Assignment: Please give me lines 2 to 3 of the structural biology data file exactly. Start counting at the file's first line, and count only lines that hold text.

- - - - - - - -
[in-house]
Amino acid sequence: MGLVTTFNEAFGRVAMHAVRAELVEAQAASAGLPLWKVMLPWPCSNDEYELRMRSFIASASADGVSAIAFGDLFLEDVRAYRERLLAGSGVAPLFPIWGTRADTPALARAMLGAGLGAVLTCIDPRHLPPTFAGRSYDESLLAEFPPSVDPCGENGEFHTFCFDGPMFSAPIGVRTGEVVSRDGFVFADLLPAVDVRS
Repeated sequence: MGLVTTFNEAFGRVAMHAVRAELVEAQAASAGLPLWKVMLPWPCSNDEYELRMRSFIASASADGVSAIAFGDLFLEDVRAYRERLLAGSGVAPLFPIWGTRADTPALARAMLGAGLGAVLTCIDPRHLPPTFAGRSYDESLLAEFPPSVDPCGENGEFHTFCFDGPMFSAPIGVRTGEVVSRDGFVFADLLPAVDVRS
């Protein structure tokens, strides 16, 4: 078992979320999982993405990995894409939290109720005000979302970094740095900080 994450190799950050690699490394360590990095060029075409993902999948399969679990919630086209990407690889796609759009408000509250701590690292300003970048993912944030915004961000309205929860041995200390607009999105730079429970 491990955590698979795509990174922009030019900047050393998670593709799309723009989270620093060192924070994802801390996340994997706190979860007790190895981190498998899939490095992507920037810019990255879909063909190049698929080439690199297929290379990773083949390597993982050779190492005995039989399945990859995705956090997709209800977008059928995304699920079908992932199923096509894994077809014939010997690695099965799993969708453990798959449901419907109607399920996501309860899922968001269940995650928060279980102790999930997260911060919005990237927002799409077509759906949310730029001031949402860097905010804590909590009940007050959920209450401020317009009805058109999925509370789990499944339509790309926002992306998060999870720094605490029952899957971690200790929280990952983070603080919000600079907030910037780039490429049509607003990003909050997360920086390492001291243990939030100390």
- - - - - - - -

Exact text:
Amino acid sequence: MGLVTTFNEAFGRVAMHAVRAELVEAQAASAGLPLWKVMLPWPCSNDEYELRMRSFIASASADGVSAIAFGDLFLEDVRAYRERLLAGSGVAPLFPIWGTRADTPALARAMLGAGLGAVLTCIDPRHLPPTFAGRSYDESLLAEFPPSVDPCGENGEFHTFCFDGPMFSAPIGVRTGEVVSRDGFVFADLLPAVDVRS
Repeated sequence: MGLVTTFNEAFGRVAMHAVRAELVEAQAASAGLPLWKVMLPWPCSNDEYELRMRSFIASASADGVSAIAFGDLFLEDVRAYRERLLAGSGVAPLFPIWGTRADTPALARAMLGAGLGAVLTCIDPRHLPPTFAGRSYDESLLAEFPPSVDPCGENGEFHTFCFDGPMFSAPIGVRTGEVVSRDGFVFADLLPAVDVRS